The members of Chicago‘s Building Owners and Managers Association (BOMA) control nearly 80 percent of downtown Chicago’s rentable building area. That makes them critical to local energy efficiency initiatives that aim to reduce the nearly 40 percent of U.S. energy that is consumed by buildings. Read More
Big Ass Fans are, as their name suggests, a producer of very large fans. They’re used everywhere from dairy barns to art galleries to outdoor public installations like Wendy, HWKN’s star-shaped pavilion for MoMA PS1’s summer Warm Up series. They also make residential models, like Haiku, the latest product in their line up. Once you get over the eye roll-inducing slogan—Haiku: Poetry in Motion—it’s a really incredible product. According to Energy Star it’s the world’s most efficient residential ceiling fan, and even exceeds their efficiency requirements by 450 to 750 percent. Whereas most fans use 90 to 100 watts, the Haiku uses just two to 30 watts, costing an average of $5 per year.
When construction was completed on the Empire State Building (ESB) in 1931 it cost $25.6 million—that’s just $9.20 per square foot. You can’t even build a single floor for that nowadays, much less a 1,454-foot tall skyscraper (adjusting for inflation, the ESB would cost $352 million today). Though the building hosts events and tour groups, most of us only see it from the outside and don’t realize that the reason it’s known as the World’s Most Famous Office Building is because tenants occupy the vast majority of its 102 floors. And like any other office building, lighting consumes the majority of its electrical costs—a whopping 39 percent.
In order to meet their stringent return-on-investment requirements, Anthony Malkin, President of Malkin Holdings, which owns the ESB, and Jones Lang LaSalle, an energy and sustainability consultancy, commissioned Lutron to supply pre-built tenant spaces throughout the building with sustainable lighting control solutions as part of the Clinton Climate Initiative Building Retrofit program aimed at improving efficiency and financial performance. The building-wide retrofit is projected to provide a total lighting energy savings of up to 65 percent and a reduced installed payback period of just 2.75 years. Overall, the Lutron system will reduce energy use by 38 percent and energy bills by $4.4 million per year. Moreover, the upgrade will prevent an estimated 105,000 metric tons of greenhouse gas emissions over the next 15 years.
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A motorized green wall that reads the weather and adjusts automatically
Two years ago six students and three faculty from Virginia Tech’s School of Architecture + Design spent three weeks at SOM‘s Chicago office applying industrial fabrication solutions to the problem of high density housing for Southworks, a housing development that’s currently being planned for a large vacant section south of the city. The result was LumenHAUS, an aggressively energy efficient home that won the international Solar Decathlon Competition that June for sustainable solutions to high density construction. LumenHAUS is not only net zero, it actually creates more energy than it uses by implementing, among other innovations, a modular system that autonomously responds to external weather information and internal environmental conditions to optimize energy use. This Fall Virginia Tech’s Center for Design Research will begin construction on a full scale prototype of six housing modules, including a working prototype of Hanging Garden, a dynamic plant wall that reads the weather and responds by sliding along the walls and windows to either block or allow sunlight into the living unit.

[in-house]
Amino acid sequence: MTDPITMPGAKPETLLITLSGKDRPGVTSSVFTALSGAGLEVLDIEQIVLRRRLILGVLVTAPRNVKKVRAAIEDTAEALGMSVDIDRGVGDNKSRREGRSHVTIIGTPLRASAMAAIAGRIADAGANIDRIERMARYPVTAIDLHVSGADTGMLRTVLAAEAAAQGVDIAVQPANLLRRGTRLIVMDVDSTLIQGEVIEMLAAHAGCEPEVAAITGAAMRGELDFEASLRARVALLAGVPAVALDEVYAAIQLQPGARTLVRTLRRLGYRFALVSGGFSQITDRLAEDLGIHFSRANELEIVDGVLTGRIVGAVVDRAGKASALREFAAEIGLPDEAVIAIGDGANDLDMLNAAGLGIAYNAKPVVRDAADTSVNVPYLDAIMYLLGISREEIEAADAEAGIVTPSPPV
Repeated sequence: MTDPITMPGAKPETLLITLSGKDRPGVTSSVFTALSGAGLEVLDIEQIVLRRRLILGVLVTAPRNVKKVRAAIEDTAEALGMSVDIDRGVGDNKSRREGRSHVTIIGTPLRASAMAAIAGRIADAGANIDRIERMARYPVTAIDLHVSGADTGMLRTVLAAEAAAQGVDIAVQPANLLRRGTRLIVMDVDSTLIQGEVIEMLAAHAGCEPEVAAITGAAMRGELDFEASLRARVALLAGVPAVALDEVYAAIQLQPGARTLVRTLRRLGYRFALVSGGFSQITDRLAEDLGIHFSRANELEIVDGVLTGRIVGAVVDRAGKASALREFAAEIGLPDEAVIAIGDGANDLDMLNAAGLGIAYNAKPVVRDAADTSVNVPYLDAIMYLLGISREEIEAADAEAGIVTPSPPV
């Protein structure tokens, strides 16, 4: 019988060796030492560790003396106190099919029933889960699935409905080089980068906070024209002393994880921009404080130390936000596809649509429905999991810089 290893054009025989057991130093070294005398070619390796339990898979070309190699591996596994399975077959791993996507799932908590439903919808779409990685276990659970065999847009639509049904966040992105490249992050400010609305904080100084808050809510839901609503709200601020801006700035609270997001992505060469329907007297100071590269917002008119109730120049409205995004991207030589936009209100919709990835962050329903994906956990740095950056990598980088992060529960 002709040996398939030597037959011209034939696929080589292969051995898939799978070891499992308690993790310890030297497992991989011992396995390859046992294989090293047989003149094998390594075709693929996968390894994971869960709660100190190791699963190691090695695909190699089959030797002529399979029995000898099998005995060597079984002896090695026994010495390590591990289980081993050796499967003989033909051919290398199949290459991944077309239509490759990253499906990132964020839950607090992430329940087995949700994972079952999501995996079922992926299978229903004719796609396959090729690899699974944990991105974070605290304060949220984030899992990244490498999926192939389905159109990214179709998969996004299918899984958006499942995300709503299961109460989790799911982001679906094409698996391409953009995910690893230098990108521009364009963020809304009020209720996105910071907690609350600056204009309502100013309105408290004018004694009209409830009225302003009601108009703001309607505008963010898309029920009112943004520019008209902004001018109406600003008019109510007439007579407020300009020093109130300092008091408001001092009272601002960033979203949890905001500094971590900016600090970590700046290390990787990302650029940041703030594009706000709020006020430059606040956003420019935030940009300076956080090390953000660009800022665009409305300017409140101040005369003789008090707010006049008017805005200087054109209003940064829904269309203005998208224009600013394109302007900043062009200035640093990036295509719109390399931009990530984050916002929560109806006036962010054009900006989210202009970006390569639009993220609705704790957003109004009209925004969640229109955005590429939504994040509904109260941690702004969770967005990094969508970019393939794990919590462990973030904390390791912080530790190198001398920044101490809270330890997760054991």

New York vs. Paris. It seems that the Big Apple and The City of Lights are forever battling over design, architecture, fashion, and film. A Parisian graphic designer decided to take matters into his own hands, creating a website to display his witty color-block graphics that juxtapose these iconic cities. Topics are eclectic, ranging from landmarks (the Empire Sate vs. the Eiffel Tower), to architecture (5th Avenue Apple Store vs. Musée du Louvre), to food (cupcakes vs. macarons), to even car parking styles (parking lot towers vs. double parked). More at the NY Times T Magazine.
Oil from plastic. Energy company Vadxx has invented reactors that can transform plastic scraps that can’t be recycled into crude oil with the lowest sulfur content in the world, says Good Magazine. The first reactors are slated for a recycling plant in Akron, Ohio. However, this begs this question: will the amount of crude oil created offset the amount of energy needed for the conversion process?
Basket lights. A New Zealand designer, David Trubridge, has infused his lighting with the spiritual–looking to a Maori creation myth for design inspiration, writes Contemporist. The Maori believed gods gave humans three baskets of knowledge. Trubiridge designed three corresponding teardrop ceiling “baskets”: the bamboo light represents knowledge of the natural world, the polycarbonate light symbolizes knowledge of the spiritual world, and the aluminum basket signifies knowledge of the rational world.
As automakers vie to release the next generation of plug-in electric cars, many eco-conscious drivers have wondered about the lack of charging infrastructure in dense urban environments. Unlike in, say, London, where charging points are being planned within one mile of every citizen by 2015, New Yorkers have heard little about curbside electric pumps. Well, if you’re looking for a place to plug in your GM Volt, one company’s vision of the future has arrived. Read More